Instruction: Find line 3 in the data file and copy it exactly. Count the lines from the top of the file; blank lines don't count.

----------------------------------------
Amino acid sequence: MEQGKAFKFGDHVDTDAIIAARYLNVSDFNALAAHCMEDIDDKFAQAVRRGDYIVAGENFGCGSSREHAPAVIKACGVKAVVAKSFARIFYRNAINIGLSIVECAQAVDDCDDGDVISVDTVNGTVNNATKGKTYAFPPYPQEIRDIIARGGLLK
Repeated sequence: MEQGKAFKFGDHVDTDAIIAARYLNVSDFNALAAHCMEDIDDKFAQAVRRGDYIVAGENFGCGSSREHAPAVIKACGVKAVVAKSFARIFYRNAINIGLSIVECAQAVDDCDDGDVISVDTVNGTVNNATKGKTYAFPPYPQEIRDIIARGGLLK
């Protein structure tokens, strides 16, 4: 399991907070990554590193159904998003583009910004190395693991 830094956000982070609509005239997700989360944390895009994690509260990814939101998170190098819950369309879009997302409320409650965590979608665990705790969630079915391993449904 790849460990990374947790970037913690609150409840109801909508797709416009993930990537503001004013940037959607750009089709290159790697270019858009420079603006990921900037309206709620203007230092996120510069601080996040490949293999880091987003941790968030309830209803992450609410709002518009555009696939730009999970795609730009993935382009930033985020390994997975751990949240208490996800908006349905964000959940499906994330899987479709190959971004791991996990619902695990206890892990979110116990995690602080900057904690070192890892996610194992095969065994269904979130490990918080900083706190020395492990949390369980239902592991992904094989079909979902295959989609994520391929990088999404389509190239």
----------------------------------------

């Protein structure tokens, strides 16, 4: 399991907070990554590193159904998003583009910004190395693991 830094956000982070609509005239997700989360944390895009994690509260990814939101998170190098819950369309879009997302409320409650965590979608665990705790969630079915391993449904 790849460990990374947790970037913690609150409840109801909508797709416009993930990537503001004013940037959607750009089709290159790697270019858009420079603006990921900037309206709620203007230092996120510069601080996040490949293999880091987003941790968030309830209803992450609410709002518009555009696939730009999970795609730009993935382009930033985020390994997975751990949240208490996800908006349905964000959940499906994330899987479709190959971004791991996990619902695990206890892990979110116990995690602080900057904690070192890892996610194992095969065994269904979130490990918080900083706190020395492990949390369980239902592991992904094989079909979902295959989609994520391929990088999404389509190239």